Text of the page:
Question about Respite at an Inpt Facility

  1. On friday, one patient went into respite so wife could go on a cruise. (now we had an arrangement with a local nursing home, and I had encouraged wife to go check out the nursing home a month before her cruise...she didn't go to see the nursing home)...so I get a call stating "we don't like this nursing home...you said you had an inpatient unit (that I never said, we don't have an inpatient unit, we have "contracts" with 2 different facilities, one a nursing home, and one a freestanding inpatient hospice facility--one of our competitors, in fact)...

    anywhoo, they ended up at inpatient hospice facility.

    Question...when I had a patient at the nursing home previously, I was to do a visit every day for those five days...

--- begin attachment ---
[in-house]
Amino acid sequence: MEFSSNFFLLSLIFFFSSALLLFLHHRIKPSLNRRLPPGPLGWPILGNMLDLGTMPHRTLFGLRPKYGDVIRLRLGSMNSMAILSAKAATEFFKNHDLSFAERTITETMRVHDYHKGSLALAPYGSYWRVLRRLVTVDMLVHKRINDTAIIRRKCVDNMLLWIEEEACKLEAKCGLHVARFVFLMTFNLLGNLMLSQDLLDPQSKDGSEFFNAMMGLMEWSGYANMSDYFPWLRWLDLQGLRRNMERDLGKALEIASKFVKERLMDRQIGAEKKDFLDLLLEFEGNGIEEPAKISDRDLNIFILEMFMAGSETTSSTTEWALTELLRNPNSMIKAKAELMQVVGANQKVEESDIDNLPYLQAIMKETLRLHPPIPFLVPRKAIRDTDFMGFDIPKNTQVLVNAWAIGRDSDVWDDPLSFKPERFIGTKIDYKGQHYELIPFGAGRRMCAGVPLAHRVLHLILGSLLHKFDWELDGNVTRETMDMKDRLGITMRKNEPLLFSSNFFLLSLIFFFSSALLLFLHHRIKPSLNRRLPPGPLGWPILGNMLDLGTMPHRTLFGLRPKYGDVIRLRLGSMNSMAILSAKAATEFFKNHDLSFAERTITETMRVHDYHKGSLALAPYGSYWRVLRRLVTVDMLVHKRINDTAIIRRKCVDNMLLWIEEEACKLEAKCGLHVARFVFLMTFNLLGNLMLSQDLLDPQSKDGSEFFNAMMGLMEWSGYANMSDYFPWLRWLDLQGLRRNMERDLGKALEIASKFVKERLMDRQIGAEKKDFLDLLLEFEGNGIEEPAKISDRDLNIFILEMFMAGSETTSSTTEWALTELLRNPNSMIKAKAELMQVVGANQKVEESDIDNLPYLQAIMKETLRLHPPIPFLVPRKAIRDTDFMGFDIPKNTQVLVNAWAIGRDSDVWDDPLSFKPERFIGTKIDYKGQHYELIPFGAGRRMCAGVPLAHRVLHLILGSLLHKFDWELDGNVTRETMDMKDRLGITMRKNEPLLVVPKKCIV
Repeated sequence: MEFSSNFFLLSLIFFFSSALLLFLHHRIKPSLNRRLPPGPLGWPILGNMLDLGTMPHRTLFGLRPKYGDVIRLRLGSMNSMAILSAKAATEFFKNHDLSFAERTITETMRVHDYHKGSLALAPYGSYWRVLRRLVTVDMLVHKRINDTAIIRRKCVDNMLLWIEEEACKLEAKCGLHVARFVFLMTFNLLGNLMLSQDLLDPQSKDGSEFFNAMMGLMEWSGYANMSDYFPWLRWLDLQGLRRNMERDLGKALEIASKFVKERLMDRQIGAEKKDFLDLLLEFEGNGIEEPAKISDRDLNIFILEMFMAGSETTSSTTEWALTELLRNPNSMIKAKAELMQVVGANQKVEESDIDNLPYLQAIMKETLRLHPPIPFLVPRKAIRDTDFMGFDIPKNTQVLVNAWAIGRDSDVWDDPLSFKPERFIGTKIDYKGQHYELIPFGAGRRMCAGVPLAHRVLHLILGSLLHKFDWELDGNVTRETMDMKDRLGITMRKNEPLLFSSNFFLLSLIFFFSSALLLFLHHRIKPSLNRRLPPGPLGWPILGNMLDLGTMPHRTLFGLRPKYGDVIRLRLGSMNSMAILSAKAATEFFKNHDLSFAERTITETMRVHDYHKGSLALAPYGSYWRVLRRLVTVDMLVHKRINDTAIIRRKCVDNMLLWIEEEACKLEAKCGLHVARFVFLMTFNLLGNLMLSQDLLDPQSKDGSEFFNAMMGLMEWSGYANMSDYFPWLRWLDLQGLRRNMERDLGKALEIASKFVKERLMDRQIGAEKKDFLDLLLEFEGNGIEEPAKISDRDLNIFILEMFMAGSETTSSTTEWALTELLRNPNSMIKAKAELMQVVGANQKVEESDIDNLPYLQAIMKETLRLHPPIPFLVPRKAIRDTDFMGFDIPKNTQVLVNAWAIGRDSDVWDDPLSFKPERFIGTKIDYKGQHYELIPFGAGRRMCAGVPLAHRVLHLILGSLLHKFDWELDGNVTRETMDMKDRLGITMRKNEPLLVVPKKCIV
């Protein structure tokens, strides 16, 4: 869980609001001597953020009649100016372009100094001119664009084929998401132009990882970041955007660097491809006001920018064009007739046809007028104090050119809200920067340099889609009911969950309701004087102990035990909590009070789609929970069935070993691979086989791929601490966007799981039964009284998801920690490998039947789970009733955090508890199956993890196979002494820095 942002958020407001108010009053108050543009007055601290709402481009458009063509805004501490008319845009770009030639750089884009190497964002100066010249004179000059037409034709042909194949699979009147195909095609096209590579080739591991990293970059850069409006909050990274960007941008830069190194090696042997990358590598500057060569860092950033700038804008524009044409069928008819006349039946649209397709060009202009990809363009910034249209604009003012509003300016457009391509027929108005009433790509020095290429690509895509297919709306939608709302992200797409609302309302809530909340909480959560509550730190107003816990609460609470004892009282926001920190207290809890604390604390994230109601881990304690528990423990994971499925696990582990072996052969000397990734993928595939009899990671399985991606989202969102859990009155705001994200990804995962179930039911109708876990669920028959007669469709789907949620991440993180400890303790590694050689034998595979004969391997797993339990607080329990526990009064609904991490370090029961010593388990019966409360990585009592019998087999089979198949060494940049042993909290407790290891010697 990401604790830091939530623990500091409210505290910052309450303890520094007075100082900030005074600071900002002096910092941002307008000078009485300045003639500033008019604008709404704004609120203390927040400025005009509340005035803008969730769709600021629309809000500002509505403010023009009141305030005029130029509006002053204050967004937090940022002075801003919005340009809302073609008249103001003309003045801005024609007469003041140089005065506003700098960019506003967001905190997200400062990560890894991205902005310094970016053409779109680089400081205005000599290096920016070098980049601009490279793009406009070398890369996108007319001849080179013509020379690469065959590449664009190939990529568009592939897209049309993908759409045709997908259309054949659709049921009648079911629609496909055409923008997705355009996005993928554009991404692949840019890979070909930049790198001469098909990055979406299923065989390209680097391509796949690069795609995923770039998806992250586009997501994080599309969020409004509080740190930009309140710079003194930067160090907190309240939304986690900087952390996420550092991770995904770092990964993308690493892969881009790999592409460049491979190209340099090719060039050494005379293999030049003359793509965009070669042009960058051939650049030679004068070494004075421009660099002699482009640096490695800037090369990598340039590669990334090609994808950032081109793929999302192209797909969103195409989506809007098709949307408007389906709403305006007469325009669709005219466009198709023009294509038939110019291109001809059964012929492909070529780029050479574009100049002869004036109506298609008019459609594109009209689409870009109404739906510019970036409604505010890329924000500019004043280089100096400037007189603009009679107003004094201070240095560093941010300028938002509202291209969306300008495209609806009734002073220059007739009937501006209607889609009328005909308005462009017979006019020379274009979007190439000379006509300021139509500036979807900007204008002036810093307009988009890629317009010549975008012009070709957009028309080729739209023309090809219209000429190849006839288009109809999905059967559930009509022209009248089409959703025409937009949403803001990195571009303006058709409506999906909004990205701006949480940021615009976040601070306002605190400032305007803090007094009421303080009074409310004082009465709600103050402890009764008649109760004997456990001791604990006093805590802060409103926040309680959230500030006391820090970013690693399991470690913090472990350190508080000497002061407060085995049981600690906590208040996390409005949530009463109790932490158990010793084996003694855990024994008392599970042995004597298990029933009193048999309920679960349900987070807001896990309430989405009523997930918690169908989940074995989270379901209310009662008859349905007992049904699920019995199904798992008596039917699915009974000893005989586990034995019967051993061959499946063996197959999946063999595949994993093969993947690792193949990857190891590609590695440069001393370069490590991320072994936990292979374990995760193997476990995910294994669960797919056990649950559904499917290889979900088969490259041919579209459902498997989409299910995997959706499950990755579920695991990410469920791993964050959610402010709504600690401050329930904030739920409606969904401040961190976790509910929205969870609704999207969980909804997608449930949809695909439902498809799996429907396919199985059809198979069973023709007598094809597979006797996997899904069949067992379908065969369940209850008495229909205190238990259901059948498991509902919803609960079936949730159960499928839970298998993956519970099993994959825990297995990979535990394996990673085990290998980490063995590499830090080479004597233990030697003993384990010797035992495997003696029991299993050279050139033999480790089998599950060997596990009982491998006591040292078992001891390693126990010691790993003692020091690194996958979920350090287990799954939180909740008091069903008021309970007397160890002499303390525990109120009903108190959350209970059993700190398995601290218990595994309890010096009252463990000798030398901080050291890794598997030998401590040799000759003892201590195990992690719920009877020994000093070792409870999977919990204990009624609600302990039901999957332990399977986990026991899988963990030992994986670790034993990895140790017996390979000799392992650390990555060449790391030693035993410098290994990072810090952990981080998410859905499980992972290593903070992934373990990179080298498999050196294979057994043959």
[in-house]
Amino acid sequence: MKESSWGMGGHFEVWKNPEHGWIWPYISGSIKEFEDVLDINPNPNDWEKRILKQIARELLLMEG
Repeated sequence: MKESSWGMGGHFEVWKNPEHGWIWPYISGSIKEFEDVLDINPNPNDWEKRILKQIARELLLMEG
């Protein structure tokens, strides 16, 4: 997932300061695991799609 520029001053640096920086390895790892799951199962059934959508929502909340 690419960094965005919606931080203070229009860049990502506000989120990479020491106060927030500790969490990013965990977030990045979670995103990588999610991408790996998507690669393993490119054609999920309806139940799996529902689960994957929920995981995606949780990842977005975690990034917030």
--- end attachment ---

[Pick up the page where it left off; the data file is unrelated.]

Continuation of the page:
The administrator at the free standing facility said that a daily visit wasn't necessary because they are a free standing facility, and they do assessments every 8 hours.......This is a patient I usually see twice a week, he is stable and has alzheimers...

    Should I still go every day and do a nursing visit, even when he is in an inpatient hospice facility?

    thanks!
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    About AtlantaRN

    Joined: Oct '98; Posts: 772; Likes: 293
    med/surg/hospice/home health RN
    Specialty: 13 year(s) of experience

    8 Comments

  3. by   aimeee